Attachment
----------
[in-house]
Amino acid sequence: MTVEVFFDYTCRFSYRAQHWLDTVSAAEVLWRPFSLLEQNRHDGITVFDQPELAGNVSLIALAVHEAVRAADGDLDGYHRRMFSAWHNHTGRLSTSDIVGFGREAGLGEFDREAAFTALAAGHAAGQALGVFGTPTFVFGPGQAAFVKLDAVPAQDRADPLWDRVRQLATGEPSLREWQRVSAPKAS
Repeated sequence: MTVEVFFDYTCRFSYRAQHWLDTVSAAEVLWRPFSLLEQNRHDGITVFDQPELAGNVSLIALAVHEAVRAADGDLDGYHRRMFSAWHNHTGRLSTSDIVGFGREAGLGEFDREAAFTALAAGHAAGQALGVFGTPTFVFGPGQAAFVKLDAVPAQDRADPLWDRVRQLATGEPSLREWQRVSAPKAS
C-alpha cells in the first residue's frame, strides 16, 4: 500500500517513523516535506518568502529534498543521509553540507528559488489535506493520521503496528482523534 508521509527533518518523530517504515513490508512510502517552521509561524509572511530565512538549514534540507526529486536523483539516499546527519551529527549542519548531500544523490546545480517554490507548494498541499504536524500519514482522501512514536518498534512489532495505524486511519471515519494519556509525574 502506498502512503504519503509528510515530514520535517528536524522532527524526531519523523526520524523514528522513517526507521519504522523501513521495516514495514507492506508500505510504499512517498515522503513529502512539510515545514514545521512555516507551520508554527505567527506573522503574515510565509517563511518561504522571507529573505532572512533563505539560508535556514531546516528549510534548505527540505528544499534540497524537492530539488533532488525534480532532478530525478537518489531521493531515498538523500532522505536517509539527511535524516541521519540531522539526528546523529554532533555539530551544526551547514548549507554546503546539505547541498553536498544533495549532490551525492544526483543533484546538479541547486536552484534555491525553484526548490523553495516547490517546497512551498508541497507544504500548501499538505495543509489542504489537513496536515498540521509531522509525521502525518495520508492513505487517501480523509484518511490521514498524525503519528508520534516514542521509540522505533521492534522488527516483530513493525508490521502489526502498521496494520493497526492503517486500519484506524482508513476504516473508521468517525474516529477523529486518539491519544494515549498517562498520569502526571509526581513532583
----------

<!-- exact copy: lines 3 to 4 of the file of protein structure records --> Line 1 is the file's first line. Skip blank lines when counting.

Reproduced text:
Repeated sequence: MTVEVFFDYTCRFSYRAQHWLDTVSAAEVLWRPFSLLEQNRHDGITVFDQPELAGNVSLIALAVHEAVRAADGDLDGYHRRMFSAWHNHTGRLSTSDIVGFGREAGLGEFDREAAFTALAAGHAAGQALGVFGTPTFVFGPGQAAFVKLDAVPAQDRADPLWDRVRQLATGEPSLREWQRVSAPKAS
C-alpha cells in the first residue's frame, strides 16, 4: 500500500517513523516535506518568502529534498543521509553540507528559488489535506493520521503496528482523534 508521509527533518518523530517504515513490508512510502517552521509561524509572511530565512538549514534540507526529486536523483539516499546527519551529527549542519548531500544523490546545480517554490507548494498541499504536524500519514482522501512514536518498534512489532495505524486511519471515519494519556509525574 502506498502512503504519503509528510515530514520535517528536524522532527524526531519523523526520524523514528522513517526507521519504522523501513521495516514495514507492506508500505510504499512517498515522503513529502512539510515545514514545521512555516507551520508554527505567527506573522503574515510565509517563511518561504522571507529573505532572512533563505539560508535556514531546516528549510534548505527540505528544499534540497524537492530539488533532488525534480532532478530525478537518489531521493531515498538523500532522505536517509539527511535524516541521519540531522539526528546523529554532533555539530551544526551547514548549507554546503546539505547541498553536498544533495549532490551525492544526483543533484546538479541547486536552484534555491525553484526548490523553495516547490517546497512551498508541497507544504500548501499538505495543509489542504489537513496536515498540521509531522509525521502525518495520508492513505487517501480523509484518511490521514498524525503519528508520534516514542521509540522505533521492534522488527516483530513493525508490521502489526502498521496494520493497526492503517486500519484506524482508513476504516473508521468517525474516529477523529486518539491519544494515549498517562498520569502526571509526581513532583